CRISPR-Cas9 has received global attention for its potential to eliminate genetic disorders, infectious diseases, and many other ailments that plague humans (pun intended). But in the realm of science, when something seems too good to be true, there are often important caveats. The current standing of gene editing technologies leaves many scientists wondering if we know enough about the genome and consequences of “genetic tampering” to do it in the name of betterment of mankind.
Recently, the US National Institutes of Health pledged $190 million to make gene editing more widespread. Last month, the story of a Russian couple, both of whom are deaf or partially-deaf and want to use CRISPR to genetically modify their embryos so that their future child is not, circulated around the world of science news. But we still do not know all of the potential adverse effects and consequences of gene editing human beings, leading some to argue that the regulation and applications of this important scientific technology cannot be left up to scientists.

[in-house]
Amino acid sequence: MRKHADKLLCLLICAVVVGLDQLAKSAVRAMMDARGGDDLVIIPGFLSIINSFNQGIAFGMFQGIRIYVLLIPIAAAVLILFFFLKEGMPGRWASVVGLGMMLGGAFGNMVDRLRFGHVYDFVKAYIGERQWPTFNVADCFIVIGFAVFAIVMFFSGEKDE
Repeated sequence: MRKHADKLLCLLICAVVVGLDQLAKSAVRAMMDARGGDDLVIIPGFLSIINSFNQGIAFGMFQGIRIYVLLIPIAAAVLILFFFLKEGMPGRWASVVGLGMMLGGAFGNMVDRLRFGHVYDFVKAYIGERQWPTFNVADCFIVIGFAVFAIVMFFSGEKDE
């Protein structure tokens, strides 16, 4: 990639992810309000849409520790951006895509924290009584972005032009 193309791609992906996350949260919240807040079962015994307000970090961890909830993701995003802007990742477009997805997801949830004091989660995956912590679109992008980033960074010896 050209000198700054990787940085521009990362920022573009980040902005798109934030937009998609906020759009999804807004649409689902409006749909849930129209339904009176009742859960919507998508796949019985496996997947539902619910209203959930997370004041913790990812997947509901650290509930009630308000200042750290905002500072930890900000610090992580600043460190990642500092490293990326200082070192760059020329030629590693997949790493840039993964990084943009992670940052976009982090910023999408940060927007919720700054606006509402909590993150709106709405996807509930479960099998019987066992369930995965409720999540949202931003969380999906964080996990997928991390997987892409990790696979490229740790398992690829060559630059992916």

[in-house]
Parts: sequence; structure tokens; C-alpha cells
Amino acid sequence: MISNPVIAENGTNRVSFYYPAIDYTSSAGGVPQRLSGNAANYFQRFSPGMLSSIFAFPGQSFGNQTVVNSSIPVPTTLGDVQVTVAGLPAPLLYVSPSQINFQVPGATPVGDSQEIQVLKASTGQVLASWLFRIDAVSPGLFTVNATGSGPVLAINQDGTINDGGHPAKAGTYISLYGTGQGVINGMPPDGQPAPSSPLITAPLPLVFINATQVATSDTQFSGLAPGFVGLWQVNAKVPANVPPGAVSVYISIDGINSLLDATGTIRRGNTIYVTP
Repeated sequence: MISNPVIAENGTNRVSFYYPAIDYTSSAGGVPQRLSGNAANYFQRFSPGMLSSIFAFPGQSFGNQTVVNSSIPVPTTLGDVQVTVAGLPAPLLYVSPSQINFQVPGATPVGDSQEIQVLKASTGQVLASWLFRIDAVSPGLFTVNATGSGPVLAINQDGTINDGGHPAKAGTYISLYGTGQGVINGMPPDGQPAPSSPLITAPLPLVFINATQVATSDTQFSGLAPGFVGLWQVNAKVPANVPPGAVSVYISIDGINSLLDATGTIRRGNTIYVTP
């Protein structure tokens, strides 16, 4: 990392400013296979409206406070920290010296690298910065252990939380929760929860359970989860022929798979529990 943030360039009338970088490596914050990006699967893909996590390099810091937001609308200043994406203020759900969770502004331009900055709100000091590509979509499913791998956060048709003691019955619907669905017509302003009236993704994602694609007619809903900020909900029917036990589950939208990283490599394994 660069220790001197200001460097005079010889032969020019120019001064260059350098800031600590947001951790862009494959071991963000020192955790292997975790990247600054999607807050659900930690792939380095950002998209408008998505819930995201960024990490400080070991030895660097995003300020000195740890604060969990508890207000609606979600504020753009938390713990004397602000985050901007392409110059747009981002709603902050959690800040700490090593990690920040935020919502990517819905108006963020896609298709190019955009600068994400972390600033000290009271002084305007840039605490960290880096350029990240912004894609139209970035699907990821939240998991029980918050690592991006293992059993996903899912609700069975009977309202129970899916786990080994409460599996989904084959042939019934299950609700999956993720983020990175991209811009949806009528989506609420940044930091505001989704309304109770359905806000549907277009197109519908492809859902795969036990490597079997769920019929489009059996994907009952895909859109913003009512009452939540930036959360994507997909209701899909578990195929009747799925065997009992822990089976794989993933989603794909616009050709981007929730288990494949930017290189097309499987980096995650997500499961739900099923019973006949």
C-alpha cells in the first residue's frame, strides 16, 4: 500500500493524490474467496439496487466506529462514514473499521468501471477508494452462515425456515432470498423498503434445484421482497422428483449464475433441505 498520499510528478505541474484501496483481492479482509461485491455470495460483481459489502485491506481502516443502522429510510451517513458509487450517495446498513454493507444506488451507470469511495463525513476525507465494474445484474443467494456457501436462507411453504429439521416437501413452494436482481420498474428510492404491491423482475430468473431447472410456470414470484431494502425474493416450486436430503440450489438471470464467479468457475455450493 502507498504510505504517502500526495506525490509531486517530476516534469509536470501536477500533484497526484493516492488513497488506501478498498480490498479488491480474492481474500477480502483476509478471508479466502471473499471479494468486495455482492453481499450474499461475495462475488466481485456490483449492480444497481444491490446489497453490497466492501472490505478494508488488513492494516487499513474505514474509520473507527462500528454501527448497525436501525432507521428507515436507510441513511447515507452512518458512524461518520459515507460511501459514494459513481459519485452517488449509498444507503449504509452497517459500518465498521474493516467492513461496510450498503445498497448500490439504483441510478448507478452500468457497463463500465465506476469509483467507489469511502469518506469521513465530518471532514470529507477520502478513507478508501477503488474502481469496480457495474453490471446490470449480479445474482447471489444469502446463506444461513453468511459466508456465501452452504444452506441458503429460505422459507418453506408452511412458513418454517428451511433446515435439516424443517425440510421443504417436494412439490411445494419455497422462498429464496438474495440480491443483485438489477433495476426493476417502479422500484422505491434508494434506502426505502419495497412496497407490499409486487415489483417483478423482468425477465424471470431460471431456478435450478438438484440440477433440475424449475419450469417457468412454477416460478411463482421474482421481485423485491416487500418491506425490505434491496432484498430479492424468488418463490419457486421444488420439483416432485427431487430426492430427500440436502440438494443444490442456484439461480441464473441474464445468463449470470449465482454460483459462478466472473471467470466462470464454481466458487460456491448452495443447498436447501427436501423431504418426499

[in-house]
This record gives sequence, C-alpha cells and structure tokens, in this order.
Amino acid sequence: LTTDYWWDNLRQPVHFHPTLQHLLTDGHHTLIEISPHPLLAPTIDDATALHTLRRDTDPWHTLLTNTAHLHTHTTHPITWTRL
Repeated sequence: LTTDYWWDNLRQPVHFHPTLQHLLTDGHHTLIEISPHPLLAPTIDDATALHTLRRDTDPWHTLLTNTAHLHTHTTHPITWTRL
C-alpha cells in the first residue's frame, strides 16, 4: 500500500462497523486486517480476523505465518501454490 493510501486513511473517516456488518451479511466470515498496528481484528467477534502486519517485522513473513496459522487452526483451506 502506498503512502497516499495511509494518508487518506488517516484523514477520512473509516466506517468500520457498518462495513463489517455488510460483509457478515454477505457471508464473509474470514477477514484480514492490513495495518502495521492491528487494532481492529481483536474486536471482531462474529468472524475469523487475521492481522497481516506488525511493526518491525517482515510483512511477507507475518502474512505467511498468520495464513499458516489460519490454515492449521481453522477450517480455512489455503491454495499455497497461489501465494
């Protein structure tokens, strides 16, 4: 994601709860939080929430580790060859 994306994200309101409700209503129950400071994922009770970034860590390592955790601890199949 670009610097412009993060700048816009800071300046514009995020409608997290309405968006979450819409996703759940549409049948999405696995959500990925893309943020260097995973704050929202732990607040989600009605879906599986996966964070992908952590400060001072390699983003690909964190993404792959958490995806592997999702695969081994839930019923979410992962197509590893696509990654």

The human genome is a complicated and intertwined set of information, and edits in one part of a gene may have downstream effects that we are currently unaware of. For example, gene editing can lead to large-scale deletions and rearrangements of genetic information that could lead to abnormal gene function and cell activity.
While the ability to edit and change the human genome is appealing to virtually every branch of medicine, serious ethical, social, and policy concerns surrounding CRISPR and other gene editing technologies must be grappled with alongside their scientific promise.